Germany bans smartwatches for children over spying & hacking concerns
The Federal Network Agency (Bundesnetzagentur) called on parents to destroy any children’s smartwatches they may have. In Germany, a number of providers sell smartwatches targeted towards children between the ages of five and 12. The watches usually have a sim card and are controlled through an app, and have what the FNA described as a "baby monitor" or "monitor function" to allow the watch to be used as a listening device.
"Via an app, parents can use such children's watches to listen unnoticed to the child's environment and they are to be regarded as an unauthorized transmitting system," Jochen Homann, president of the FNA, said. "According to our research, parents' watches are also being used to listen to teachers in the classroom."
It isn’t just parents listening in on their children that has the FNA worried though, as the smartwatches could also be hacked by strangers with more nefarious agendas. The Norwegian Consumer Council (NCC) recently warned some children’s watches, like Gator and GPS for Kids, had issues with a lack of encryption for storing and transmitting data. This means children using the watches are at risk of being tracked or surveilled.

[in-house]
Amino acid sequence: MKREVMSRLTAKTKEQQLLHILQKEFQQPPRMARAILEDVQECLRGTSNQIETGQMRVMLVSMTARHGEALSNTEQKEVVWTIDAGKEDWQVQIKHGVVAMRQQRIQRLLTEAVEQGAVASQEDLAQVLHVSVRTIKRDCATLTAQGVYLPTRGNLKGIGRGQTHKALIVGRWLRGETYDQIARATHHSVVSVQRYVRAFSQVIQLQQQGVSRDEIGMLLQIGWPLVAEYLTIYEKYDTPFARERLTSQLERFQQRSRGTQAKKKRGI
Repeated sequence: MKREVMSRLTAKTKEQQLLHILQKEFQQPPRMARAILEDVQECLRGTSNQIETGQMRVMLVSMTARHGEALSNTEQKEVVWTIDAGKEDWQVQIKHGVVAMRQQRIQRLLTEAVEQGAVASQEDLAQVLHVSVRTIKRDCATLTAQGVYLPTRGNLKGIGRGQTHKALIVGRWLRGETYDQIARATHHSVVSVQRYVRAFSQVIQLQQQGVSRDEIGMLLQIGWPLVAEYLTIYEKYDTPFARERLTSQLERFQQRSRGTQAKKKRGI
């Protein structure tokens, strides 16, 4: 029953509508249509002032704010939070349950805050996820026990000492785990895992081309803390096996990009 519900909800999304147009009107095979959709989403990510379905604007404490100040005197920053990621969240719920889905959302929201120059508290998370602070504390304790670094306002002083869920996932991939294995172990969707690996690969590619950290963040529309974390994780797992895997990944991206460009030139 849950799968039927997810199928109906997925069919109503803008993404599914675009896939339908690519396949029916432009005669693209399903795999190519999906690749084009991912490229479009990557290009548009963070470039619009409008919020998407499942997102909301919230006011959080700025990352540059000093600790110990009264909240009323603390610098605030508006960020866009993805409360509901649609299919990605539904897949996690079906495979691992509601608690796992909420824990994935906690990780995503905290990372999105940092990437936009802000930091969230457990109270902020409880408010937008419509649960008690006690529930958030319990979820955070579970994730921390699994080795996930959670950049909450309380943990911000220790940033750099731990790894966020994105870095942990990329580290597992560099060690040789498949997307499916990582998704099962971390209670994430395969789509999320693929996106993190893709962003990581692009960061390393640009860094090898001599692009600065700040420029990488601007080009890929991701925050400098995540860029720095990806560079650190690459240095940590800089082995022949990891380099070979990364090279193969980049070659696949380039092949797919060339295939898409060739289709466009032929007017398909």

The FNA said it had already taken action against a number of companies selling the watches on the internet. The telecoms regulator also advised schools to pay attention to watches that have an “interception function.”
In February, the FNA banned a children’s talking doll, citing risks that its software could be hacked. The ‘My Friend Cayla’ doll lets children access the internet through speech recognition software. The FNA said it was an “illegal espionage apparatus” and advised parents to “destroy” the doll if they already had one.
In 2015, toy maker VTech’s children’s app store was hacked, which exposed children’s photos and chats to hackers.